Am I eligible for a COVID-19 booster shot?

Wondering if you're eligible for a COVID-19 booster shot? You're not alone.

If you’re wondering if you qualify to receive a COVID-19 booster shot, you’re not alone. While the majority of vaccinated Americans are eligible for a COVID-19 booster shot, many are still confused about whether or not they qualify for the shot.

Four in 10 fully vaccinated adults say they are unsure whether or not they are eligible for a booster, according to a recent poll from the Kaiser Family Foundation. For individuals 18 to 29 years old, 67% are uncertain if they qualify.

Booster recommendations from the U.S. Centers for Disease Control and Prevention depend on several factors, including the type of initial vaccine series you received, as well as your age, living situation and job. Take our quiz below to determine if the CDC says you’re eligible. (To start over, reload the page.)

Are you fully vaccinated? *
You are not eligible to receive a booster shot.
What vaccine did you receive? *
What is your age?*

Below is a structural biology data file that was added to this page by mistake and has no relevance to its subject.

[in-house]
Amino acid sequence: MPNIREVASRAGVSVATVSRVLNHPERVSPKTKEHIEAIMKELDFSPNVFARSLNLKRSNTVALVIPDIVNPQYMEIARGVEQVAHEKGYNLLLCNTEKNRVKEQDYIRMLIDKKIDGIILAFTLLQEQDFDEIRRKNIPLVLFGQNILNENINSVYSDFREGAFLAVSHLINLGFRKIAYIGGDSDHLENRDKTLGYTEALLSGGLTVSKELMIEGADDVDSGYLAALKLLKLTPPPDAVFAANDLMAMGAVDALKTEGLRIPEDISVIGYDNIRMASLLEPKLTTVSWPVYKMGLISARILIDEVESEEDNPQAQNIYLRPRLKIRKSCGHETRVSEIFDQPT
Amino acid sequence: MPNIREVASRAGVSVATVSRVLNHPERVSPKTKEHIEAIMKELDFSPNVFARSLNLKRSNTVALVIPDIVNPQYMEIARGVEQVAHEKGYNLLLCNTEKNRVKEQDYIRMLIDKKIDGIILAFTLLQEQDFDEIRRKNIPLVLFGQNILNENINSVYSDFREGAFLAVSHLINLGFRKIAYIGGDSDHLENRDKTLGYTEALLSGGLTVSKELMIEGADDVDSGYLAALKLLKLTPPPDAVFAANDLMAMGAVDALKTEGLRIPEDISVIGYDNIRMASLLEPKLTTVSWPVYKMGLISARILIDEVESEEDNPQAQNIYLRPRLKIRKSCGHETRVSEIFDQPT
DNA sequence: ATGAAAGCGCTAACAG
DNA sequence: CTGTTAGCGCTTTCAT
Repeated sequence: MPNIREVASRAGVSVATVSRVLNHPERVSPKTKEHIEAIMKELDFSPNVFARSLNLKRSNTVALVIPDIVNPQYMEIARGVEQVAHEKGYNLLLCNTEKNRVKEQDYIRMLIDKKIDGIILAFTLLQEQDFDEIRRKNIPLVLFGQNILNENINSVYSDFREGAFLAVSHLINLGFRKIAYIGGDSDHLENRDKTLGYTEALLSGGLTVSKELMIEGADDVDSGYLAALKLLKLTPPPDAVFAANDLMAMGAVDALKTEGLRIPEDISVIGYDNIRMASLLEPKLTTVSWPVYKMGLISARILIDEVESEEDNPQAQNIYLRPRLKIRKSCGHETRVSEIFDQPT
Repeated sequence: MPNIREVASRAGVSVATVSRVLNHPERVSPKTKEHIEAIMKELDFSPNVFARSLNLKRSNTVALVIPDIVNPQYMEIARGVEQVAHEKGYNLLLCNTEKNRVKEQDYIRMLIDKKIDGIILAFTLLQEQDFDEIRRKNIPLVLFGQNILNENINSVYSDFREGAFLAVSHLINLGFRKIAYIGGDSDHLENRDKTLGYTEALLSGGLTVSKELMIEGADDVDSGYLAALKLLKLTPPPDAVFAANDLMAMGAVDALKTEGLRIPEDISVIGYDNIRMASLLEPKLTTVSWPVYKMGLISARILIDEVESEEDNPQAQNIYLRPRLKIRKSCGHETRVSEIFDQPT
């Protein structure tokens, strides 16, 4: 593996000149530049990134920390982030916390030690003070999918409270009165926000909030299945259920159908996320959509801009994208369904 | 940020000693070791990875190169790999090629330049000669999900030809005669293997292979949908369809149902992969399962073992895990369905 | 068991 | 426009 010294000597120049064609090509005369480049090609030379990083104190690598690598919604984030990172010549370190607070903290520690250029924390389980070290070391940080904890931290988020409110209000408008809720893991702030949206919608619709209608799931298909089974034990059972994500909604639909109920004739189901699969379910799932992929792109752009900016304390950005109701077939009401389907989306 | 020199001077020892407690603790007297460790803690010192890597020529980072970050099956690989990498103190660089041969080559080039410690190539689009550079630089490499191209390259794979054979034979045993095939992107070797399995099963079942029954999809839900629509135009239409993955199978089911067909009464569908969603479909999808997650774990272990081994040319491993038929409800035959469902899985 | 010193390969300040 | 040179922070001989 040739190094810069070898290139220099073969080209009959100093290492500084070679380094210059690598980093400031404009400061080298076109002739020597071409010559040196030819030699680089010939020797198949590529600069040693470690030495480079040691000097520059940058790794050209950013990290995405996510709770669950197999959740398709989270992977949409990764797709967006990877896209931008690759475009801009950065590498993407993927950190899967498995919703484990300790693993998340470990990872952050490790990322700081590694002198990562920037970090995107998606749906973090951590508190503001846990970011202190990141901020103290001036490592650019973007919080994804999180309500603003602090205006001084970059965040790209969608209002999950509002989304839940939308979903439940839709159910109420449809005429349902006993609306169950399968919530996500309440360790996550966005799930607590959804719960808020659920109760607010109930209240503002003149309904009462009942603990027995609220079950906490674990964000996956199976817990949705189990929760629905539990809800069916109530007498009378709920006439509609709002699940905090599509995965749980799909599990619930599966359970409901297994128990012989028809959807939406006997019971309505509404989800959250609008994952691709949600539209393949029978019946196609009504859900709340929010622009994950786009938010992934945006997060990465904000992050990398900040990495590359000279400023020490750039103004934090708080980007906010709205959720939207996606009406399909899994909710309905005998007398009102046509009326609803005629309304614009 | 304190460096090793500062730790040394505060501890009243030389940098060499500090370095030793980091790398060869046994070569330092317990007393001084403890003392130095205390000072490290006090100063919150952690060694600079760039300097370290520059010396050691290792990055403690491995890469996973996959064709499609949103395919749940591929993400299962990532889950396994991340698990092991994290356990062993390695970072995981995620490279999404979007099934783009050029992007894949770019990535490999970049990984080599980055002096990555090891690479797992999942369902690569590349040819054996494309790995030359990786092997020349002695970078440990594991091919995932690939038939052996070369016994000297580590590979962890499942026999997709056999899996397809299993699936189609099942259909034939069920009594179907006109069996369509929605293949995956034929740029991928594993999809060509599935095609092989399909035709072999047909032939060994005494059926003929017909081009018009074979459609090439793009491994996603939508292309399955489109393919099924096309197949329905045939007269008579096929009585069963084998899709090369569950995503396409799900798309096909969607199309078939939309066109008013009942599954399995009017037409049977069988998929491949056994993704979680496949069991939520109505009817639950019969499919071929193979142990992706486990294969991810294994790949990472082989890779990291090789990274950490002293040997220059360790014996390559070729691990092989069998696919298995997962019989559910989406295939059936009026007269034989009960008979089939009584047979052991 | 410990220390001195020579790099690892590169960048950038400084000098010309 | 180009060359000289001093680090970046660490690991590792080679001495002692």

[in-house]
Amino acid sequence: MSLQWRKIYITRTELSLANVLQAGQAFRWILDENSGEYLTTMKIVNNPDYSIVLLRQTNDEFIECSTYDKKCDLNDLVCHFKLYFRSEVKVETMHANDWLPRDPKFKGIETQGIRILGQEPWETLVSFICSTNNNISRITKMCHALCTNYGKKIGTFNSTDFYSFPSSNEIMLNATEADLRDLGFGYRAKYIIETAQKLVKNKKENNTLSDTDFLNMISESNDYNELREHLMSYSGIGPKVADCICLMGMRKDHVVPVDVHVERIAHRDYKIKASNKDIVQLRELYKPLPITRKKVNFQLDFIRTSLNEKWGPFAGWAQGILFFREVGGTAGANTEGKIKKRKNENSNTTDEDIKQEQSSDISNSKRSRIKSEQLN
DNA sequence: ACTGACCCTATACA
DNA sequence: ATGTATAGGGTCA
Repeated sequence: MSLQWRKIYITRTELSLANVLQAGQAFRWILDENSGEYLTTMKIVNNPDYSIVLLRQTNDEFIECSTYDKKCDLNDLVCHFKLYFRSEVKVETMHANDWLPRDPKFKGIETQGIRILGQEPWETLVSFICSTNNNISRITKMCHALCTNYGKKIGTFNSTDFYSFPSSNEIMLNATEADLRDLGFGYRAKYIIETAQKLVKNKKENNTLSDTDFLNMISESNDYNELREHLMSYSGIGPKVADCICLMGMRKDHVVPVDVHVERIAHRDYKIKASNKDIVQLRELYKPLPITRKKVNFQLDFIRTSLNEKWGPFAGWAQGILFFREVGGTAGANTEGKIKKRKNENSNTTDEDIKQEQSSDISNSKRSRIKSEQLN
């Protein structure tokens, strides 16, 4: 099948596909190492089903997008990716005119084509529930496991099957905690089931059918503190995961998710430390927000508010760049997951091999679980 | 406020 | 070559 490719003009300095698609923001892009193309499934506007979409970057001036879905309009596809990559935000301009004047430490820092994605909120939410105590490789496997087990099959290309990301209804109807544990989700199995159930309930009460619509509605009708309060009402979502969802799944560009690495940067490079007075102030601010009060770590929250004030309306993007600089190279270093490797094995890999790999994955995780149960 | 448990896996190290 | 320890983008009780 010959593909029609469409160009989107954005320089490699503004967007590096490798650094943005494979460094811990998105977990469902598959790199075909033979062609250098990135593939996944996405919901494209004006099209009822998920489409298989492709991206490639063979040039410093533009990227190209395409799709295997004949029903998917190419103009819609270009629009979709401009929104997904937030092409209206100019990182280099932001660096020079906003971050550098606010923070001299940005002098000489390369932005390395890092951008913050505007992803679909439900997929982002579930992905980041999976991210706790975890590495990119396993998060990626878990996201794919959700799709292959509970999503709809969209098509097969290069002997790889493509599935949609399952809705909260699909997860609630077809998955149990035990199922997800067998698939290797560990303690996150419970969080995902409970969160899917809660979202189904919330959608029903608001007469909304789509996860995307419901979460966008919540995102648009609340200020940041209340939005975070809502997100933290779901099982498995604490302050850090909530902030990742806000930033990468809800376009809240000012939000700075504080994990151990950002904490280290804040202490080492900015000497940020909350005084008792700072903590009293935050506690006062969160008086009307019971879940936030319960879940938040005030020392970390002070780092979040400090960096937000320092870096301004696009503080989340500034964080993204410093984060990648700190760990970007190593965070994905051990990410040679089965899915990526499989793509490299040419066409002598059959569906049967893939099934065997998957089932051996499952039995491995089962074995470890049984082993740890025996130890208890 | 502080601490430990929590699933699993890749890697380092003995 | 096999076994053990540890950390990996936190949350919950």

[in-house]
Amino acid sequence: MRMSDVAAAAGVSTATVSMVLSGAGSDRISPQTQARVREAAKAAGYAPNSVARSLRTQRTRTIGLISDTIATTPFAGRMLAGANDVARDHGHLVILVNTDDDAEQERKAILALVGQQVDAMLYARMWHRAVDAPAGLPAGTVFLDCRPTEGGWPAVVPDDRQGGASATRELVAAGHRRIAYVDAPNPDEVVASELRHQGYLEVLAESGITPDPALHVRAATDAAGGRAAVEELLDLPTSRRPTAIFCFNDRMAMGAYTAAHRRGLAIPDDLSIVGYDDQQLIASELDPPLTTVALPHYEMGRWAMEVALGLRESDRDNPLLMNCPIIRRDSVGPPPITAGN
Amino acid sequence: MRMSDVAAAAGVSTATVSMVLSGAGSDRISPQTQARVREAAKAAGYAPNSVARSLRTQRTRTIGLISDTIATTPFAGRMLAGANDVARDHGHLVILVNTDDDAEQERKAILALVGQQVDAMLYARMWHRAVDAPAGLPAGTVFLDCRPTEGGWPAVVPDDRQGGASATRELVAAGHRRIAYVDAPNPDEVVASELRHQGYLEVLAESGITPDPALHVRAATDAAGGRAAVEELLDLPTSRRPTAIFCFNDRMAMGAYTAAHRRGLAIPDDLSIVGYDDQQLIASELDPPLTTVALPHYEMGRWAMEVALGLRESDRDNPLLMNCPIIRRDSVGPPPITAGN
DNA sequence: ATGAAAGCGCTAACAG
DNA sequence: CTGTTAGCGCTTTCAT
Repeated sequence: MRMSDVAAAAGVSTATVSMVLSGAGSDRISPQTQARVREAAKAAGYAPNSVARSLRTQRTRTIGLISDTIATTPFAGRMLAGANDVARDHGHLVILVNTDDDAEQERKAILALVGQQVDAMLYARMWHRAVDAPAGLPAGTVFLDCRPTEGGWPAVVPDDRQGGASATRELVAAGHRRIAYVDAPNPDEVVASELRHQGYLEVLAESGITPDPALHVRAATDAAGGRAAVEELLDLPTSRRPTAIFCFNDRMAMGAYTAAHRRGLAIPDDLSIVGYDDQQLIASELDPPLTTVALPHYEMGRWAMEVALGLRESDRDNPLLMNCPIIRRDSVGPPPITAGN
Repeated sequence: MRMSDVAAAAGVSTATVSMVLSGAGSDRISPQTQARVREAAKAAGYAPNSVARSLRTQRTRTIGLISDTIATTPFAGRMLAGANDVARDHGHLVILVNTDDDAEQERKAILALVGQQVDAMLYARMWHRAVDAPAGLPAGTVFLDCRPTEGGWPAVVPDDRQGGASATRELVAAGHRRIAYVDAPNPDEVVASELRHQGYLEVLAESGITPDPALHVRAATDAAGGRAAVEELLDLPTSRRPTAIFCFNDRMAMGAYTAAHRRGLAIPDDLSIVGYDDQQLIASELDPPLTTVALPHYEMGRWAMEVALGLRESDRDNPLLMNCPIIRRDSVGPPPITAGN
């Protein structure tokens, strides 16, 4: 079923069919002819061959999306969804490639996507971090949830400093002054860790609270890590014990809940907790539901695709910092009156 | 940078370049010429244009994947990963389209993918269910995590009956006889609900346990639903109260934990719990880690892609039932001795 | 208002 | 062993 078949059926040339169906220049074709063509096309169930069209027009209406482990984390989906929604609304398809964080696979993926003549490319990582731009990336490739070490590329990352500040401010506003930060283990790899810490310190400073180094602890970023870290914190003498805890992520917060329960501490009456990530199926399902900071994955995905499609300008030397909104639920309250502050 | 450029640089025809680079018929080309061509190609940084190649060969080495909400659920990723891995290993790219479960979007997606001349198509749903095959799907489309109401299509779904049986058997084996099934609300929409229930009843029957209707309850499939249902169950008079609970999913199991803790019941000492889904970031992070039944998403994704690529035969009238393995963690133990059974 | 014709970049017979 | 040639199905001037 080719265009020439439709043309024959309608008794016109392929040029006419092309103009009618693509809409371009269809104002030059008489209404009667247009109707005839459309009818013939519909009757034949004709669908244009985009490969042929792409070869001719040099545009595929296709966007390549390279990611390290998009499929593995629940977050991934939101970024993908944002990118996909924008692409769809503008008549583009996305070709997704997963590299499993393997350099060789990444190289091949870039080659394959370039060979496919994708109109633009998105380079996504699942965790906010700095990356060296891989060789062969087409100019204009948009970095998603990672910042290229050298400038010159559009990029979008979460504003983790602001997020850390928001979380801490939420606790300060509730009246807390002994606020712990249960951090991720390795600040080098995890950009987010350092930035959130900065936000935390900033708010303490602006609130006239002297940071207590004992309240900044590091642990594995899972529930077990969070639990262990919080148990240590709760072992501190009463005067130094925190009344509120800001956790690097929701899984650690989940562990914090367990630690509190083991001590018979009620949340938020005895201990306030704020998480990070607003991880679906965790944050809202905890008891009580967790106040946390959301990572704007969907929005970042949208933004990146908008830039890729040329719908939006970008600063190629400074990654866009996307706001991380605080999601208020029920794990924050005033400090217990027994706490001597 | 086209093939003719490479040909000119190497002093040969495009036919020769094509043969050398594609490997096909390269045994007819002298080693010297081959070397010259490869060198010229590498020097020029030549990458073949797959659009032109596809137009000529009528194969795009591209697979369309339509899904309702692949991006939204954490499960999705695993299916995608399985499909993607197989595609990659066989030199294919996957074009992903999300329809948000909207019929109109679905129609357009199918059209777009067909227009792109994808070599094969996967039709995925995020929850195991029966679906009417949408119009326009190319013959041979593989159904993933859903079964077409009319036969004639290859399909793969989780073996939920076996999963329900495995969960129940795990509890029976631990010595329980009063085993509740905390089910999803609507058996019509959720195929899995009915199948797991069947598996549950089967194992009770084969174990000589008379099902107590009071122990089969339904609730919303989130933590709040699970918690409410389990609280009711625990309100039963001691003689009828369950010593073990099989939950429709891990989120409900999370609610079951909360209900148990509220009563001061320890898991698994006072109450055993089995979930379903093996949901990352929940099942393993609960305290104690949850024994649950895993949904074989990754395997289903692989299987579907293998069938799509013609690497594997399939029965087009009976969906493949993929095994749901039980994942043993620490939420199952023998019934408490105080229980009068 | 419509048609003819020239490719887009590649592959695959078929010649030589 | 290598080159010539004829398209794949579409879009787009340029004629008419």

You are not eligible to receive a booster shot.
What is your age?*
You are not eligible to receive a booster shot.
Did you receive your vaccination at least two months ago?*
You'll be eligible two months from the date of your shot.
You are eligible to receive a booster shot.
Are you immunocompromised?*
Check if any of these apply to you:*
You are not eligible to receive a booster shot.
Did you receive your second dose of vaccine at least 28 days ago?*
Did you receive your second dose of vaccine at least six months ago?*
You'll be eligible six months from the date of your last shot.
You are eligible to receive a booster shot.
You'll be eligible 28 days from the date of your second shot.
You're eligible for an additional dose.

The CDC says that individuals 50 and older with underlying medical concerns should receive boosters, but advises people 18 to 49 with the conditions to make decisions based on their individual risk. We’ve provided additional guidance on specific risk groups below, as well as information on where you can get a booster shot.

Underlying health conditions

People with the following underlying health conditions are more likely to get severely ill from COVID-19, according to the CDC. However, the list does not include all possible conditions that place someone at higher risk of severe illness from the virus and people with conditions not listed below are encouraged to talk to their doctor about how to best protect themselves from COVID-19.

  • Cancer
  • Chronic kidney disease
  • Chronic liver disease